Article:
Background/purpose: Congenital diaphragmatic hernia (CDH) remains a significant cause of neonatal death. A wide spectrum of disease severity and treatment strategies makes comparisons challenging. The objective of this study was to create a standardized reporting system for CDH.
Methods: Data were prospectively collected on all live born infants with CDH from 51 centers in 9 countries. Patients who underwent surgical correction had the diaphragmatic defect size graded (A-D) using a standardized system. Other data known to affect outcome were combined to create a usable staging system. The primary outcome was death or hospital discharge.
Results: A total of 1,975 infants were evaluated. A total of 326 infants were not repaired, and all died. Of the remaining 1,649, the defect was scored in 1,638 patients. A small defect (A) had a high survival, while a large defect was much worse. Cardiac defects significantly worsened outcome. We grouped patients into 6 categories based on defect size with an isolated A defect as stage I. A major cardiac anomaly (+) placed the patient in the next higher stage. Applying this, patient survival is 99% for stage I, 96% stage II, 78% stage III, 58% stage IV, 39% stage V, and 0% for non-repair.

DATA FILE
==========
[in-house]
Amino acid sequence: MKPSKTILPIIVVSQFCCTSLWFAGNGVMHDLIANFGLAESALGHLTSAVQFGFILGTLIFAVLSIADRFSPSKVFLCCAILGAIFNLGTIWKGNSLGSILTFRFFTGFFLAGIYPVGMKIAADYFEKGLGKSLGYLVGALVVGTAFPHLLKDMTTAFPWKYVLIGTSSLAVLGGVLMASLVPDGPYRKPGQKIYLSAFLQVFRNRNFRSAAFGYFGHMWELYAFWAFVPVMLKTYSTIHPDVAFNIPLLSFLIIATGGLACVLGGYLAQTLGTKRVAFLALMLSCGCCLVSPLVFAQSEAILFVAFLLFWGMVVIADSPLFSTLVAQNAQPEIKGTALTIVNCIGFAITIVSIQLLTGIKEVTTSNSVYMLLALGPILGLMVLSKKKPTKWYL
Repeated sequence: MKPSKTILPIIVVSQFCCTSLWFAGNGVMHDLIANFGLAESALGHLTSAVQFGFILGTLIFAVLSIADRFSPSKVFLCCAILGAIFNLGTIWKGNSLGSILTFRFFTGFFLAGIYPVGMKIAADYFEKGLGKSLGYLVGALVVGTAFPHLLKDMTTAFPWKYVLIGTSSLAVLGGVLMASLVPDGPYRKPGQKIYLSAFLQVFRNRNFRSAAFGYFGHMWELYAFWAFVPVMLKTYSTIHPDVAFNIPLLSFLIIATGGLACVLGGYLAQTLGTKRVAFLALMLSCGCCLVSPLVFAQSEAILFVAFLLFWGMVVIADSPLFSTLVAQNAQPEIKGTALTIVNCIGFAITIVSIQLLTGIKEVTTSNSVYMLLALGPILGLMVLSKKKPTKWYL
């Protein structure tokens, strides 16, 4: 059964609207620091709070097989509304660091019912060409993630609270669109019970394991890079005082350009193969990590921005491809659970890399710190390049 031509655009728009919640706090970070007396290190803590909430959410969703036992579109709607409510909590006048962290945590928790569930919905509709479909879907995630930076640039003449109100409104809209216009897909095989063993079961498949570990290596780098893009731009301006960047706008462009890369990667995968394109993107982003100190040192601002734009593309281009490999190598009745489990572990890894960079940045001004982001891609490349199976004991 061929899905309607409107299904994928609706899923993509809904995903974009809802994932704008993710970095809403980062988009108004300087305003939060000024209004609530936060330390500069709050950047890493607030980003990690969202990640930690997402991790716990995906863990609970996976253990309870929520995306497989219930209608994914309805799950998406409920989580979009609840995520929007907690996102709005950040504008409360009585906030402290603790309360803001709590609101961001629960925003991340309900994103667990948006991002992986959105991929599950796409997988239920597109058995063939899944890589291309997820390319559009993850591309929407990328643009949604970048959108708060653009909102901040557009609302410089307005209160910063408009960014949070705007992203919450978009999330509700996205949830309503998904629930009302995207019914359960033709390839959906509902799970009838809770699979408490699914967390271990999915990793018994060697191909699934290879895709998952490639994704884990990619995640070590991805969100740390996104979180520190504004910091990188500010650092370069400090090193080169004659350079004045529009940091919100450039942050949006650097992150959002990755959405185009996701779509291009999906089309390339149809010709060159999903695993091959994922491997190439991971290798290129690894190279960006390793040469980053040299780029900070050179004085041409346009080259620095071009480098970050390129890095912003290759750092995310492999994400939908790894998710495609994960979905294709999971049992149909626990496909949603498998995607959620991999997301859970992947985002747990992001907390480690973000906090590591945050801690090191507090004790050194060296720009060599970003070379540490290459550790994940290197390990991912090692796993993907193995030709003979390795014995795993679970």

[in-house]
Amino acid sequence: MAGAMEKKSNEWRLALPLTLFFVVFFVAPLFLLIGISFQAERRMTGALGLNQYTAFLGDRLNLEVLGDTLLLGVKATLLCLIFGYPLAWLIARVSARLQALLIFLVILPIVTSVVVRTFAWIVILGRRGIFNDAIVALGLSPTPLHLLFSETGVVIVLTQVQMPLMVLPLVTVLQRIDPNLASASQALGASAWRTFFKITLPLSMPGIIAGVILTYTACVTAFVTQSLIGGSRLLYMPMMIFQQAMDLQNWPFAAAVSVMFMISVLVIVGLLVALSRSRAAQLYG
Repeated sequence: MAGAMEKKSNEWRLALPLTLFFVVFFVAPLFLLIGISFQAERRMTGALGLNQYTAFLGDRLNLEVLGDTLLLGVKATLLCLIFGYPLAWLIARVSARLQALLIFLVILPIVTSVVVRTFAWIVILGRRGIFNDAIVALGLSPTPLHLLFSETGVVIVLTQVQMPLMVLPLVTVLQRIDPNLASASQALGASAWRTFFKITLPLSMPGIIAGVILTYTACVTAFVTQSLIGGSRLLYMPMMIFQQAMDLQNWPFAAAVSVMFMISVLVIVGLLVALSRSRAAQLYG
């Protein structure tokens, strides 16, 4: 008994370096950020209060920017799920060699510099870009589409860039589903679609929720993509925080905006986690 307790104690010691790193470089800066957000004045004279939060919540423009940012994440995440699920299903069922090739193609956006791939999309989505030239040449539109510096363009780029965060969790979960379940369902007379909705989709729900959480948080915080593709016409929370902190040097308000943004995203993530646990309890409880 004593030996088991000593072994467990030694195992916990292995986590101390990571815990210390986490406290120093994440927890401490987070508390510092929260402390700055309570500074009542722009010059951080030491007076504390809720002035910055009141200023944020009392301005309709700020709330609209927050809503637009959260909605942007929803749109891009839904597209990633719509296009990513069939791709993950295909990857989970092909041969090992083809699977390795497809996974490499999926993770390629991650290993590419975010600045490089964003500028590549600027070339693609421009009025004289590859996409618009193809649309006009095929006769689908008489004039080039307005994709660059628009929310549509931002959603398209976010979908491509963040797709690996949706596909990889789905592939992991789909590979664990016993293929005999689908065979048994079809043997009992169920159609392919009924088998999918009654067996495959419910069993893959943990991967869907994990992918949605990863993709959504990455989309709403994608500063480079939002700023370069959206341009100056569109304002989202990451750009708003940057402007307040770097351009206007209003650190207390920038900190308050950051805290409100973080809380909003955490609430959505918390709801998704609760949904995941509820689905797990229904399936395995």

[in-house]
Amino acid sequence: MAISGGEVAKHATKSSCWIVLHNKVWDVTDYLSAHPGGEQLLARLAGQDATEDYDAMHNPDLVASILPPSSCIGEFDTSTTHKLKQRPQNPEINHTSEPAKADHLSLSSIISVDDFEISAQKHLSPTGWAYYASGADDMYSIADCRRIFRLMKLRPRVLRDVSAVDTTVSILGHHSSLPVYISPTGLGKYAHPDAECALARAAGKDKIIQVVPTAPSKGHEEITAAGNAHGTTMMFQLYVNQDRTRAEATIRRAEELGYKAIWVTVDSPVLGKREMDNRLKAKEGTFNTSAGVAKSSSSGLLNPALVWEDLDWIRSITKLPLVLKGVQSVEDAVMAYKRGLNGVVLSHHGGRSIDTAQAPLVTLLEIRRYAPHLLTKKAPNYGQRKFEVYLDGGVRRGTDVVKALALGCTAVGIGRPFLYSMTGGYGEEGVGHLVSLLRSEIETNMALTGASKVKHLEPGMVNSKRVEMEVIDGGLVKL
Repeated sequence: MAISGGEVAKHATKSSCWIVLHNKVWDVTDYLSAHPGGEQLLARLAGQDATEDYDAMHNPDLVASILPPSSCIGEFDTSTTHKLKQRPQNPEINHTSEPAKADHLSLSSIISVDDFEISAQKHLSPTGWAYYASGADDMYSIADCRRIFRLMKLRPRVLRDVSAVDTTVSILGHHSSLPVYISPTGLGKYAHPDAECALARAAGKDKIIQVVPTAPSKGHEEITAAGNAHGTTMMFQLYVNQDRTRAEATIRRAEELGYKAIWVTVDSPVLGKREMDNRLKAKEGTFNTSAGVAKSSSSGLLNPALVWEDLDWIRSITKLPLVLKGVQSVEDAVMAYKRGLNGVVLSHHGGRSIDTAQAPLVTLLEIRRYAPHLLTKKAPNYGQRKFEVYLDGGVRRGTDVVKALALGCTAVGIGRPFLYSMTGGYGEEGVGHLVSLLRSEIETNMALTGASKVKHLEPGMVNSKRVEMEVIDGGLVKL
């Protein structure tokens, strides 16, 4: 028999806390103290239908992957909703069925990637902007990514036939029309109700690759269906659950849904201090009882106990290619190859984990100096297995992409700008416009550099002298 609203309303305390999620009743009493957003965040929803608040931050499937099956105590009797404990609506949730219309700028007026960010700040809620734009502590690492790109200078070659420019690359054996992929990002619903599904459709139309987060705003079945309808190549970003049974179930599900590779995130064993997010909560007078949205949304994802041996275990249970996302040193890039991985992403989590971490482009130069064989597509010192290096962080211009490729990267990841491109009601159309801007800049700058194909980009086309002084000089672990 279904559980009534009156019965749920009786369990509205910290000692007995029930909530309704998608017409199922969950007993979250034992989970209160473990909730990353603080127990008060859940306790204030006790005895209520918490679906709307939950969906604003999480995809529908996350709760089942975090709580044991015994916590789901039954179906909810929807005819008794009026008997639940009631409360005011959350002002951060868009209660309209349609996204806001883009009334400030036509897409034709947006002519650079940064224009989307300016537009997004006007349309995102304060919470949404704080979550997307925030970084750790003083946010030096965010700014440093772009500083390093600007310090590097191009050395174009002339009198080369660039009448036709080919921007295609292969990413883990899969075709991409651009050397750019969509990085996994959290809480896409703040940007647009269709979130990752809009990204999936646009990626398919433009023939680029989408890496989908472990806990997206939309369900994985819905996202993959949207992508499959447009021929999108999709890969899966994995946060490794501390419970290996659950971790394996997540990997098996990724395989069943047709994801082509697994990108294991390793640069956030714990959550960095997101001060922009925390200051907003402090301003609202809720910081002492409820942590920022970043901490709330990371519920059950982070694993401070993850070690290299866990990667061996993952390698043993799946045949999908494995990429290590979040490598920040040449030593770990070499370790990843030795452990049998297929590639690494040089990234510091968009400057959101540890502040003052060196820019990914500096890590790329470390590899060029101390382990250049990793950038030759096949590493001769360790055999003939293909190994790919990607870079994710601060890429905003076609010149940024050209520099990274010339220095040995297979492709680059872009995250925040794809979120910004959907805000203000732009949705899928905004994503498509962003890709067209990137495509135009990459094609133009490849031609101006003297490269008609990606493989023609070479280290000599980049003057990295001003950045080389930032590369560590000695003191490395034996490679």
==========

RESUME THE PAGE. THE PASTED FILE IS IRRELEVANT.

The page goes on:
Conclusions: The size of the diaphragmatic defect and a severe cardiac anomaly are strongly associated with outcome. Standardizing reporting is imperative in determining optimal outcomes and effective therapies for CDH and could serve as a benchmark for prospective trials.
Keywords: Apgar score; Congenital diaphragmatic hernia (CDH); Risk stratification; Staging system.